Dec 9, 2008
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Reforms triggered a style revolution in China

Dec 9, 2008

Versace outfits during the Italian fashion designer's first fashion show in the Chinese capital in November - Photo : Frederic J. Brown/AFP
SHANGHAI, Dec 9, 2008 (AFP)
Fashion in China's largest city constantly begs double takes.

Families window-shop in multicoloured pyjamas, young women sport pink, plush bear heads as winter hats, and even dogs wear denim.

Perhaps nowhere are the changes set off by the reforms that opened China up to the world 30 years ago more visible than in ordinary Chinese people's personal style.

The same streets in 1978 were a sea of identical Mao suits in a drab palette of navy, grey and brown.

"China must have seen the biggest changes of any country in the world in the past 30 years," said Ma Yue, a 22-year-old theatre student.

For months, Ma immersed herself in films, books and photos from 30 years ago so she could help direct "Back to 1978", a project aimed at reminding what life was like before the reforms.

Visitors were invited to don coarse, faded blue shirts, before stepping out into Shanghai lanes populated by actors -- mostly local seniors -- cooking, chatting and quarrelling.

"It's so vastly different, almost like heaven and earth," said Wang Shaohui, editor of the Chinese edition of the French fashion magazine L'Officiel.

"There was no fashion at all in 1978. I remember from my childhood everyone was wearing black, dark blue and olive-coloured military uniforms," said Wang, who was born in 1972.

Fashion helped spur an isolated China to open up, Chen Jinhua, a retired senior industry planning official, wrote in his memoirs.

China was locked in a battle between cotton and grain in the 1970s as it tried to feed and clothe more than a fifth of the world's people with only seven percent of the farm land, Chen wrote.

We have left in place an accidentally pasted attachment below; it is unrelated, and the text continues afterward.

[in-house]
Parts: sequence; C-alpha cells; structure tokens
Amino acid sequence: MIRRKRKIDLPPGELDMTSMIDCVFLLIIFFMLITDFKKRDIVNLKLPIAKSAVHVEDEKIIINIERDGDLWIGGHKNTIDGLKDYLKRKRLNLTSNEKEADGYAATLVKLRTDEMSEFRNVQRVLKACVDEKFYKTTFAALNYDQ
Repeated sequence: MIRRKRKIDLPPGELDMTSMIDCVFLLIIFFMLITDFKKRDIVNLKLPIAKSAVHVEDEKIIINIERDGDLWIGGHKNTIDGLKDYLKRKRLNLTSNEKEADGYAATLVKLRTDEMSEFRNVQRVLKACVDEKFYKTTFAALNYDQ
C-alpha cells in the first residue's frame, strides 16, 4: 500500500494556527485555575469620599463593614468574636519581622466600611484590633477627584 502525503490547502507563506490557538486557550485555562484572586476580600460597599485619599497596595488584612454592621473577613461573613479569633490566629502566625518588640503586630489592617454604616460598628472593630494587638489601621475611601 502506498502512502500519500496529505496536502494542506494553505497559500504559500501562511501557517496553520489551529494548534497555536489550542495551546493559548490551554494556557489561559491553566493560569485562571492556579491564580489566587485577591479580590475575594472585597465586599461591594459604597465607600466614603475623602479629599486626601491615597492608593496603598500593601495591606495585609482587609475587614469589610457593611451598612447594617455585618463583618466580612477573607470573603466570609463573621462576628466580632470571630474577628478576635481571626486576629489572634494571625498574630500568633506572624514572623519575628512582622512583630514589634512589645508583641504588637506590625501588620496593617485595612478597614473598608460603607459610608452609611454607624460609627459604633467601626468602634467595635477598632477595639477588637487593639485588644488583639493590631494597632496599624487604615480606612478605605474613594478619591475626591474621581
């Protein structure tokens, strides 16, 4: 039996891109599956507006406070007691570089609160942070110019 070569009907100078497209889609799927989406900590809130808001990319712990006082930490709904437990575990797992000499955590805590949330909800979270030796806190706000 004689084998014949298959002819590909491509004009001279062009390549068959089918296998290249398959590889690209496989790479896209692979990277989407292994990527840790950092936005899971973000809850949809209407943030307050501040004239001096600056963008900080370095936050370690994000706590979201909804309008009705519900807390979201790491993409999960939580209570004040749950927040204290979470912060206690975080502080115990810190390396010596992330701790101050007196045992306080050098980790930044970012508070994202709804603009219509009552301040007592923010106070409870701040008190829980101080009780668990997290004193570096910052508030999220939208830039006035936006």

Producing more cotton meant less land for grain and possible food shortages. As a result, polyester technology became a priority when China began its rapprochement to the West, Chen said.

To recreate that sense of scarcity, "Back to 1978" time travellers were handed ration coupons -- used with cash to buy basic needs.

Thirty years ago, a button-down shirt required almost half a person's annual ration and a family would have to pool a year's worth of coupons to fit out one person in new clothes.

Since a real shirt was a luxury, some improvised, wearing just a collar without the rest, author Zhang Lijia recalled.

"It resembled a proper white shirt when you buttoned up your jacket, or pulled on a jumper," she said. "But worn on its own, as (my father) often did, the collar resembled a silly bib."

"Once a friend gave me a fake white collar, made from cool cotton with pink lace," said Zhang, who turned 14 in 1978. "I loved it very much."

Fast forward to Shanghai 2008, where Yuki Cheng updates her photo blog (space.yoka.com/739158/) nearly daily to showcase the latest cashmere additions to her overflowing wardrobe.

"I've been a shopping addict ever since I was young," she said, estimating she had enough outfits for two years of blog entries.

"Our country has experienced such a special period over the past 30 years, our hunger for beauty and clothes was suppressed before," she said.

Glamour and excess are not new in Shanghai, known as the "Paris of East" until the Communists took power in 1949.

Designers are now reaching back -- before the cultural revolution cracked down on anything eyecatching -- to the glory days of tight-fitting qipao dresses for inspiration.

Even Shanghai's Communist Party leaders have embraced fashion to demonstrate the city's modernity and status.

As part of last month's Shanghai Fashion Week, state-owned TV station Channel Young created an exhibition inside a reform-era bus, charting each year since 1978 with 30 magazine covers -- from Mao suits to kimonos to Cosmo.

The channel's chief executive Bao Xiaoqun said it was fascinating to see people born in the 1980s come through.

"Most can't remember the past very well because they were so young, but they are the generation that actually experienced the sharpest contrast," Bao said. "At the same time they think the older generation is very mysterious."by D'Arcy Doran

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